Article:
Someone once said, ” The Orthodox Church has the right faith, but the wrong people.” I wonder what would happen if a group of African American Christians showed up at the Greek Orthodox Church and said they wanted to convert to Orthodoxy. The priest and the laity would probably be apoplectic. Their high falutin noises would be seriously beant out of shape.
      I love people of all races and creeds be they African Americans, Asians, Hispanics, gays and lesbians, Arabs, Jews, Indians(from India), and Native Americans. I have a special burden for African Americans and Hispanics.
      By the way, when he was campaigning for President, Donald Trump said he was going to build a wall and Mexico was going to pay for it. If that was the case, why is he asking Congress to pay for his wall. I am opposed to his wall. I welcome Mexican immigrants to this country. All immigrants to this country could be evangelized by the Orthodox Church. What a great opportunity for us.

      • George Michalopulos says

        I love them too” Costa. That’s not the issue.

      • Tim R. Mortiss says

        Peter was a hick for sure, as were many of the Twelve.

        Always fun to hear someone say how much they love the downtrodden and oppressed. Hope you do put your money where your mouth is!

        • Tim,
          I have been laboring in the trenches for the poor and downtrodden for a long time. I put some of my wealth and much of my spare time helping those in need, probably not as much as some, but more than most. I’m a centi- multi- millionaire, but I’m still a selfish sinner. I don’t need a Rolex President watch or a brand new Chevy Corvette, but I own both. I’ve also worked extremely hard ever since I was twelve years old to get rich, and have more than achieved that goal. I believe a person like me who came from virtually nothing and has acquired vast wealth through sheer hard work and relentlessness can have compassion and sympathy for those who suffer.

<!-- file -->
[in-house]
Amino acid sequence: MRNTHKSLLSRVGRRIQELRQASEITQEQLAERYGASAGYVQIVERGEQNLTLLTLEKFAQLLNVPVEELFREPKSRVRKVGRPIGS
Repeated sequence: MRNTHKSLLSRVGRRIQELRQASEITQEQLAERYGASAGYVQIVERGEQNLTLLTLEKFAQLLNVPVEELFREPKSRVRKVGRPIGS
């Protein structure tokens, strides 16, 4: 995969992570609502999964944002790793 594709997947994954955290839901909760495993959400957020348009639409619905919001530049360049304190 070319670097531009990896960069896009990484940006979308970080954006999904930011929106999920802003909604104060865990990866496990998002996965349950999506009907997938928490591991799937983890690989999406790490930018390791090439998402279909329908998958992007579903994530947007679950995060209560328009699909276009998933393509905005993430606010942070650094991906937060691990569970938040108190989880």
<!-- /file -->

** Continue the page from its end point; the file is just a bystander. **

• George Michalopulos says

            I completely agree with you Costa. I don’t know you but I take you at your word; I believe that you have been merciful to the poor as the Lord has been merciful to you.

          • Gail Sheppard says

            Constaninos,

            I think you might find that your experience is shared by many of us in this group. In my own case, we took in teenagers and young adults who either had no parents or whose parents were not able to care for them. We had a kid who was Hispanic, another who was an American Indian, another who was the only child of a mentally disabled woman, another who was the son of a trucker, a young woman and her 5-year-old son and yet another who was a cage fighter of all things. We also took in a woman with 6 kids, a Hispanic family of 3 and probably others whom I am momentarily forgetting. I found a black kid standing on the corner in the rain and discovered he was from NY. He had signed up for a magazine scam that brought him all the way to CA. We rescued him, packed him up and sent him home. There are other stories I could share, but my point is there are many of us who, like you, work for the Lord to the degree that we are able. My greatest joy in making the income that I did was being in a position to help others. Because we don’t always know the individual stories of posters, it is often best not to assume anything and at least with me, it is not, never was, about skin color.

            I also have to take exception with some of the things you and others have said about our parishes. At my home parish in CA, we have multiple races. Sometimes people misunderstand that when you come into an Orthodox Church, there isn’t a lot of chatting going on. Everyone is front center. At the coffee hour, families are always bringing in other family members and I can see where some people might feel a little lost for 5 to 10 minutes. However, I have NEVER seen racism in the Church. Are they cliquish sometimes? Yes. But that’s true everywhere and you’re hearing from a woman who was made a catechumen in a Greek monastery, baptised in an OCA parish and attended an Antiochian parish. I have also attended Greek and Romanian parishes in CA and ROCOR parishes in Seattle & AK. If you hear that someone had a bad experience somewhere, I would strongly encourage you to talk with the priest, as he is the only one who can do anything about it. But don’t assume you really know what’s going on. You can’t unless it happened to you. If there is a Matushka somewhere who doesn’t make it to Church or who is more sober minded than friendly, forgive her. She has a hard job and may be suffering from burnout. This isn’t specifically to you, Constaninos, but I am REALLY offended by those who trash the Church and the people in it because of something that might have happened to someone else, somewhere else. To take these half-baked stories on a public forum that is read by Inquirers is unforgivable, IMO. Unless you’re willing to name names so the problem can be resolved, it is a chicken #$%^ thing to do.